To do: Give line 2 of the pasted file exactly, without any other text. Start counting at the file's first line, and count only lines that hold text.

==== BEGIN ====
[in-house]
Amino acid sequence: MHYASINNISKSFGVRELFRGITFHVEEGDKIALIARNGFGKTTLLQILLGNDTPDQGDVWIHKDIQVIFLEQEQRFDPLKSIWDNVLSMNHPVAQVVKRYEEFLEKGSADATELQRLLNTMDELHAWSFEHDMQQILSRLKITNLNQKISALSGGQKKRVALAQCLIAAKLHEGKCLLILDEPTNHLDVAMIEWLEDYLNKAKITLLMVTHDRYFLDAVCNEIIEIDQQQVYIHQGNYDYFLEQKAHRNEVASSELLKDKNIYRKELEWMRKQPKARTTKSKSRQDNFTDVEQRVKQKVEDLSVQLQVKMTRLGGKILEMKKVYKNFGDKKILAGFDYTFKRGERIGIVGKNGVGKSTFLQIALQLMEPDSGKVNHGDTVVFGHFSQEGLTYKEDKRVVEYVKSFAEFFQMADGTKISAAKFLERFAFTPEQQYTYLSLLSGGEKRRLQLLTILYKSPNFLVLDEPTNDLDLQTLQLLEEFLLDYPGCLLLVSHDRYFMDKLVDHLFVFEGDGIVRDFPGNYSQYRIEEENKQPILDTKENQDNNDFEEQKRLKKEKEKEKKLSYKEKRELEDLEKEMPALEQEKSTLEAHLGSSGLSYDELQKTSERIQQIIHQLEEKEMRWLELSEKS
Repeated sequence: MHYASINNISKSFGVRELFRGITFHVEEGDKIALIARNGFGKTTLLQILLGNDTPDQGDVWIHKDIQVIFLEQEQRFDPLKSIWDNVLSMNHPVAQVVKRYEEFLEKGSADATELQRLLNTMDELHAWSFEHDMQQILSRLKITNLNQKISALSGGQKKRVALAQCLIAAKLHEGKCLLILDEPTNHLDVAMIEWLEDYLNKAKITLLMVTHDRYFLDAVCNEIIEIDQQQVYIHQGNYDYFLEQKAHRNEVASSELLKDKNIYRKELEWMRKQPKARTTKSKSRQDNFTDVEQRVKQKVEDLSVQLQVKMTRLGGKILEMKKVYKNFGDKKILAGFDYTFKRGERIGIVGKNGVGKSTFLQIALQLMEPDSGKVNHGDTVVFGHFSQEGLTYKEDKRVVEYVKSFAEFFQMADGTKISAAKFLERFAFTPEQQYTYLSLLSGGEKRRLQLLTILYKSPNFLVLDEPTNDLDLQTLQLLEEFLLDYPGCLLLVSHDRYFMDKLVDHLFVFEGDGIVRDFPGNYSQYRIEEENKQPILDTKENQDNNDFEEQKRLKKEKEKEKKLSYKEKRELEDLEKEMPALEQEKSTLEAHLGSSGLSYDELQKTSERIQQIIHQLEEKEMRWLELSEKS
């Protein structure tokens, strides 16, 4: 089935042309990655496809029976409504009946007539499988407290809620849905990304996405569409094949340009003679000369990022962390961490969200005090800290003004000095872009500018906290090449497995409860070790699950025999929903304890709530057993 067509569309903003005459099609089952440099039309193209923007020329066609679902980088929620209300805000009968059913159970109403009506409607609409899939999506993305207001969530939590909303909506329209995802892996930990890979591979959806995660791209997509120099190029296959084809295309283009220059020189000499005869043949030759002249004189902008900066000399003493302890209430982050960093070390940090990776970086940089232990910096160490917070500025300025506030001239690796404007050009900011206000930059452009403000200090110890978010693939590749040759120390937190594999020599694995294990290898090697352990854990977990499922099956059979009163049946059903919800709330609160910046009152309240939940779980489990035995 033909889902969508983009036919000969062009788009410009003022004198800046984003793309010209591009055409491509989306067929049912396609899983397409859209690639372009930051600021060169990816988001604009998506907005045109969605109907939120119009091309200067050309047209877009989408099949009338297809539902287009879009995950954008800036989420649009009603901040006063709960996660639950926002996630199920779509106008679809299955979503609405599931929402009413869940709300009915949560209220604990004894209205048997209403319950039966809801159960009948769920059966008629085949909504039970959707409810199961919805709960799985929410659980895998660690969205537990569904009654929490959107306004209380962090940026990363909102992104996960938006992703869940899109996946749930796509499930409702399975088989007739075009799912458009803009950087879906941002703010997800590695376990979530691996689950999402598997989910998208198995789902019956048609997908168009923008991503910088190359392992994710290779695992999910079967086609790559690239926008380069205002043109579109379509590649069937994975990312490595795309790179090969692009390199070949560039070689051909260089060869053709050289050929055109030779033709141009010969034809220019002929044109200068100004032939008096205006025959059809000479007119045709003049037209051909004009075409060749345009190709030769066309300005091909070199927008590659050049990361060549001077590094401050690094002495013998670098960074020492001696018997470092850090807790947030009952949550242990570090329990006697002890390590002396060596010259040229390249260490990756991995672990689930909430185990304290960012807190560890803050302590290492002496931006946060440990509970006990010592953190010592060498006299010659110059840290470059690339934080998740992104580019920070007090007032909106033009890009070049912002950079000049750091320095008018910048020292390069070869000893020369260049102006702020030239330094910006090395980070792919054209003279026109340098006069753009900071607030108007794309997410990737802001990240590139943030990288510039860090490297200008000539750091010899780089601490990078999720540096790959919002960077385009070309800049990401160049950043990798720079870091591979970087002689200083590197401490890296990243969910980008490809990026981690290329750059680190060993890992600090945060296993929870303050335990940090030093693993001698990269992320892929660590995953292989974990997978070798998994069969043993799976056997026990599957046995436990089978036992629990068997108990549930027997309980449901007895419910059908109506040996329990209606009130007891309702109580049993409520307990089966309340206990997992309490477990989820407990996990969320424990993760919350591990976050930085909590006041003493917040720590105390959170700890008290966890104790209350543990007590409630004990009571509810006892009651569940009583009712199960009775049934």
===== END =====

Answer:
Amino acid sequence: MHYASINNISKSFGVRELFRGITFHVEEGDKIALIARNGFGKTTLLQILLGNDTPDQGDVWIHKDIQVIFLEQEQRFDPLKSIWDNVLSMNHPVAQVVKRYEEFLEKGSADATELQRLLNTMDELHAWSFEHDMQQILSRLKITNLNQKISALSGGQKKRVALAQCLIAAKLHEGKCLLILDEPTNHLDVAMIEWLEDYLNKAKITLLMVTHDRYFLDAVCNEIIEIDQQQVYIHQGNYDYFLEQKAHRNEVASSELLKDKNIYRKELEWMRKQPKARTTKSKSRQDNFTDVEQRVKQKVEDLSVQLQVKMTRLGGKILEMKKVYKNFGDKKILAGFDYTFKRGERIGIVGKNGVGKSTFLQIALQLMEPDSGKVNHGDTVVFGHFSQEGLTYKEDKRVVEYVKSFAEFFQMADGTKISAAKFLERFAFTPEQQYTYLSLLSGGEKRRLQLLTILYKSPNFLVLDEPTNDLDLQTLQLLEEFLLDYPGCLLLVSHDRYFMDKLVDHLFVFEGDGIVRDFPGNYSQYRIEEENKQPILDTKENQDNNDFEEQKRLKKEKEKEKKLSYKEKRELEDLEKEMPALEQEKSTLEAHLGSSGLSYDELQKTSERIQQIIHQLEEKEMRWLELSEKS